The past five years have been an era of austerity in local government employment. In some states, as I will show when I finish compiling Census Bureau data on state and local government finances, tax revenues have fallen relative to income even as pension costs – due to past taxpayer underfunding – have soared. In other states the tax burden has increased, but rising pension and other retirement costs, due to retroactive pension increases scored by politically powerful public employee unions, have forced cuts in active employees even so. In either case public service recipients have been pushed to the back of the bus if, in fact, the bus still runs at all.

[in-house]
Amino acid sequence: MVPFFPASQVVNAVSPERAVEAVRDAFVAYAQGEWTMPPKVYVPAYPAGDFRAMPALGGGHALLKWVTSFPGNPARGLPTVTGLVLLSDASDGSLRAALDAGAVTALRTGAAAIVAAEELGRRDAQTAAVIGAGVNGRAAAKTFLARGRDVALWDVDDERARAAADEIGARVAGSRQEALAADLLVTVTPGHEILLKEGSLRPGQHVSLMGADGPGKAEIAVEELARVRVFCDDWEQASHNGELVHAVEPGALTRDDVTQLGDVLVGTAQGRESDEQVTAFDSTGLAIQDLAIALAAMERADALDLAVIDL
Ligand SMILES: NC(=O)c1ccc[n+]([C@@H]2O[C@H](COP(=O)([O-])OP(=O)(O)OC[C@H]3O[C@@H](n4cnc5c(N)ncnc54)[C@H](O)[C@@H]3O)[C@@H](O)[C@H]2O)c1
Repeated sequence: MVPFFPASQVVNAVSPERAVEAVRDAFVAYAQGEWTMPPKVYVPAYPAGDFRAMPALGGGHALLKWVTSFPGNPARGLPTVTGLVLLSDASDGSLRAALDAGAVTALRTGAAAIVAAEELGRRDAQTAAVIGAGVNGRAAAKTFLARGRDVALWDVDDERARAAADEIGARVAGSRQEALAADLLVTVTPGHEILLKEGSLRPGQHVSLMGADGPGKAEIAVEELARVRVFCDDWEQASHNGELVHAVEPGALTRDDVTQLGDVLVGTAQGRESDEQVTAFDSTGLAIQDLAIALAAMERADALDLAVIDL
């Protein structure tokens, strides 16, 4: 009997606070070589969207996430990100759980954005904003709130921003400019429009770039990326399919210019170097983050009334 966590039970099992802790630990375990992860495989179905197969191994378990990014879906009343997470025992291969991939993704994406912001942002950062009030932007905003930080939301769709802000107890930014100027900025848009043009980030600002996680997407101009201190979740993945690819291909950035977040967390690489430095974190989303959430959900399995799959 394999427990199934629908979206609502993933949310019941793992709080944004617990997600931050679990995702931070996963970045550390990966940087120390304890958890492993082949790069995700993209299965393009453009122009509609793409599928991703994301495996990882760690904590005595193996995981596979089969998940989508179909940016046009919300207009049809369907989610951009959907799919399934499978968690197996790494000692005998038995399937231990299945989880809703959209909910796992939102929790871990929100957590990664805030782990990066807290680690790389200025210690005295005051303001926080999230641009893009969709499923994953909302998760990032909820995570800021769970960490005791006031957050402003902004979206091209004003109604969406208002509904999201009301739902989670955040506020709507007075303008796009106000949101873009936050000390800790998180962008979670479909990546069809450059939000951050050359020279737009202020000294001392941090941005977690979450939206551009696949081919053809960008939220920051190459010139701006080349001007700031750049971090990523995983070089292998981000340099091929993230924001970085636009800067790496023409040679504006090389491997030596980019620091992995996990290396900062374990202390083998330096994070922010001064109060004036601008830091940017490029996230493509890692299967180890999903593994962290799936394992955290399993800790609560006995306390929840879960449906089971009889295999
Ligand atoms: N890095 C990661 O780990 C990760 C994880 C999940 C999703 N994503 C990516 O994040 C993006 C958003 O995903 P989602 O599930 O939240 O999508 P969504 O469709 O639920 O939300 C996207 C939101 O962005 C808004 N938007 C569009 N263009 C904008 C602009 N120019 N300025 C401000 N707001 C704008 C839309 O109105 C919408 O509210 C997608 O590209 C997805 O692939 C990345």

A longer term perspective, however, shows that in the U.S. as a whole, and in the parts of New York State outside New York City, the cuts in local government employment over the past five years followed a long boom. During that period the number of people working for the government increased relative to those working in the private sector. Even after five years of cutback, the relationship between those who work for the government and those who carry it still favors the former.